Classic Novels - as relevant as ever: To Kill a Mockingbird: Race & Equality

Hannah Byrne examines classic novel, To Kill A Mockingbird, and its connection to race and inequality today.

Although society has greatly progressed in a myriad of ways since the 1960s when this novel was published, there are still a shocking number of parallels between the life Harper Lee presents in her novel To Kill A Mockingbird, and modern-day issues such as race and inequality, almost 100 years after the story takes place.

The classic novel centres around siblings Scout and Jem Finch growing up in 1930s Southern Alabama in the midst of the Great Depression. Through the eyes of Scout, readers are shown what happens when their lawyer father, Atticus, defends a black man, Tom Robbinson, against the fraudulent and racially charged accusation of the sexual assault of a white girl. Themes of race, class, humanity, and morality run rampant through each page of the novel, examining the town’s reaction to this high-stakes trial. 

Although the novel was written in the previous century and in the context of the Civil Rights Movement, its age does impair its relevance to our world today. Over the last year, there has been an explosion of activism in relation to violence against people of colour, the emergence of the Black Lives Matter movement, as well as the more recent discussion of gender inequality surrounding the tragic death of Sarah Everard. These acts of violence, alongside many others being reported daily, equate our 21st-century society with many of the same problems that Lee addresses within the novel.

Lee places an especially large emphasis on the message that education and awareness are key factors in eradicating social inequalities. This message rings true today with the Black Lives Matter movement creating an outpouring of media and literature promoting education as a means of understanding the difficulties faced by people of colour daily. Novels, films, plays, artwork and music by people of colour are educating society on the effects of racism and have helped to make society more aware of the importance of treating everybody equally as well as giving a voice to those who have been oppressed.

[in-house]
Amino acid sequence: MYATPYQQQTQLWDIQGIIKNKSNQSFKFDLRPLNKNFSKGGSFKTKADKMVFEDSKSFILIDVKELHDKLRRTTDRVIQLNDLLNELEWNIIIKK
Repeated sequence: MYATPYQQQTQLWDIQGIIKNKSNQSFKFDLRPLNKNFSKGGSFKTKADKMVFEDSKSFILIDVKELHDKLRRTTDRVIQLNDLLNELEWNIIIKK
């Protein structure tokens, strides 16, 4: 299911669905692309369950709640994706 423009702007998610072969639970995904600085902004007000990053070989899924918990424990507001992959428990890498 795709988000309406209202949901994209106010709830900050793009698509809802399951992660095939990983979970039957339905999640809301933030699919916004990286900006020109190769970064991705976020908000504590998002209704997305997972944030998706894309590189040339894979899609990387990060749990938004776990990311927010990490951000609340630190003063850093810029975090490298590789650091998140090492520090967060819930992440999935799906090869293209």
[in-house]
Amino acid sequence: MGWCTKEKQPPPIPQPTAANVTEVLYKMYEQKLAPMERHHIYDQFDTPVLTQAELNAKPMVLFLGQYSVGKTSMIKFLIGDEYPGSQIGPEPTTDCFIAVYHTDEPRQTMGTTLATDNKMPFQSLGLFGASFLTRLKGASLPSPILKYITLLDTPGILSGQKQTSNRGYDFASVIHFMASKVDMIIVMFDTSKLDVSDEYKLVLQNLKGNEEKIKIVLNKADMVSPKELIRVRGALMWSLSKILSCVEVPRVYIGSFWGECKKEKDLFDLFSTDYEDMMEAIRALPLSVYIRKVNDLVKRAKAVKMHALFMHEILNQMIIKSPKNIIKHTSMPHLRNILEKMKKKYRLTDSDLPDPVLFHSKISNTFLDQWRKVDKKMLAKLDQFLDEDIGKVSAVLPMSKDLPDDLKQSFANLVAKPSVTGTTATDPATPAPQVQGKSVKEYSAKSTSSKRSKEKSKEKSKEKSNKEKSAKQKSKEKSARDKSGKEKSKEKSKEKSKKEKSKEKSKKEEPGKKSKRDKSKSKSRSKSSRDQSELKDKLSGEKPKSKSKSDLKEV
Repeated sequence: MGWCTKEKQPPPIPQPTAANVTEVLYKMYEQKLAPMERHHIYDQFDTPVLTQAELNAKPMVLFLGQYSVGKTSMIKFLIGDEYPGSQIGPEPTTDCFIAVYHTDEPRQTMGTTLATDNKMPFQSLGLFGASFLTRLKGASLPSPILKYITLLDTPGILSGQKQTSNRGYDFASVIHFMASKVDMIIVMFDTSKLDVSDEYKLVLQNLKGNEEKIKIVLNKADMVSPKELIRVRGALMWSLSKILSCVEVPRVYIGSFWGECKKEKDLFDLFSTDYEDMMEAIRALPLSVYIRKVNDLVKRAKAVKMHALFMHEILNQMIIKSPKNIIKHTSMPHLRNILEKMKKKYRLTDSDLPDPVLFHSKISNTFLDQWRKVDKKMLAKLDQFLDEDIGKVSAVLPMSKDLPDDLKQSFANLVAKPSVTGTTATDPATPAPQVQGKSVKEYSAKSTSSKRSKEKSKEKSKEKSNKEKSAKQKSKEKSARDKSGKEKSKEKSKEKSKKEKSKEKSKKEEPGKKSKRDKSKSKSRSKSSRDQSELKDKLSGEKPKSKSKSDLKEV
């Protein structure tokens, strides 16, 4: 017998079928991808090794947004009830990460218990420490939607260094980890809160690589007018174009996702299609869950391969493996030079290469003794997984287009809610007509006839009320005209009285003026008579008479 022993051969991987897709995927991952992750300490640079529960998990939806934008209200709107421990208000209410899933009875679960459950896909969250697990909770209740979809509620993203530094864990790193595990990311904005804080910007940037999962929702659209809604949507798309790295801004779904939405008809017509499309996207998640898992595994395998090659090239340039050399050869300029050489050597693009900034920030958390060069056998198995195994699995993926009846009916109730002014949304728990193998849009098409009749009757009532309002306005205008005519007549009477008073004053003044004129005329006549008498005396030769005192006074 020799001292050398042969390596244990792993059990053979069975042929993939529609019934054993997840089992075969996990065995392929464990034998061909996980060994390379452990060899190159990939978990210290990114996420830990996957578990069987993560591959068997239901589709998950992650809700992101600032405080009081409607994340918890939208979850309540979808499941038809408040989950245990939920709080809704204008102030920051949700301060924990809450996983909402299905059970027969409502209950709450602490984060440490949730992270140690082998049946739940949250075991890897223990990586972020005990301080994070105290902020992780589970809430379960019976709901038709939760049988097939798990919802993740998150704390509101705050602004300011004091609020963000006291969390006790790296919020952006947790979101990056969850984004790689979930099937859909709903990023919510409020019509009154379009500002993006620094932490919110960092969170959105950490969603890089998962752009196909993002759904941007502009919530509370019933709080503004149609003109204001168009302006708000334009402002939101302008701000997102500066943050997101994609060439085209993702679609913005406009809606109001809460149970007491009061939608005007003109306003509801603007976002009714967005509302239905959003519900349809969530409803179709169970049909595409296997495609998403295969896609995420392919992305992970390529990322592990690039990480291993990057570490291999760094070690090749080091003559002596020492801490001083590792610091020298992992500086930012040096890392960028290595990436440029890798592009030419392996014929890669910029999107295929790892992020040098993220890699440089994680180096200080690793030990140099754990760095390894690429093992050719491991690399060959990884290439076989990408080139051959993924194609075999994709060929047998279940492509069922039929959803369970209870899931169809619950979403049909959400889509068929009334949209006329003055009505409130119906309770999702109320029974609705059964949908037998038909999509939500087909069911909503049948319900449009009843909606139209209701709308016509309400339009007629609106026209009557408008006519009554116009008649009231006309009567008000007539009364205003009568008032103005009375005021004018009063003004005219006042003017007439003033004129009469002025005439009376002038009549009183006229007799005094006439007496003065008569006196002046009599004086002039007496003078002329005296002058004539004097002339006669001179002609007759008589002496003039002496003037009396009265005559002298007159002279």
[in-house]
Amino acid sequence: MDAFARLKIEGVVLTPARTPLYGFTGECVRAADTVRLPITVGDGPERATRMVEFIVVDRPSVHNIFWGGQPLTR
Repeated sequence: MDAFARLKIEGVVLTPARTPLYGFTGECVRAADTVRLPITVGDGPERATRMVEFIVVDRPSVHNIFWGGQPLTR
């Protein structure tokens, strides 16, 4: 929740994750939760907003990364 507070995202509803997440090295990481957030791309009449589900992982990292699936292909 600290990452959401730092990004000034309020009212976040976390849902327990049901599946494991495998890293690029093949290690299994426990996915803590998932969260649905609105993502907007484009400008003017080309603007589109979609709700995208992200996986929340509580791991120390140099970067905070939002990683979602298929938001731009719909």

Throughout the novel, Atticus teaches Scout and Jem to realise that each person is a human being first, regardless of their skin colour. He displays this through his treatment of both Tom Robinson and their neighbour Boo Radley. Atticus encourages his children to “climb into his skin and walk around in it” before making a judgement about a person. This message, although simple, serves as a useful reminder that can often be forgotten in modern society. 

“I think there’s just one kind of folks,” says Jem in the novel, “Folks.” Through these overarching themes, Lee captures an unprejudiced outlook on the world, one that hopefully someday will become a prominent point of view in society.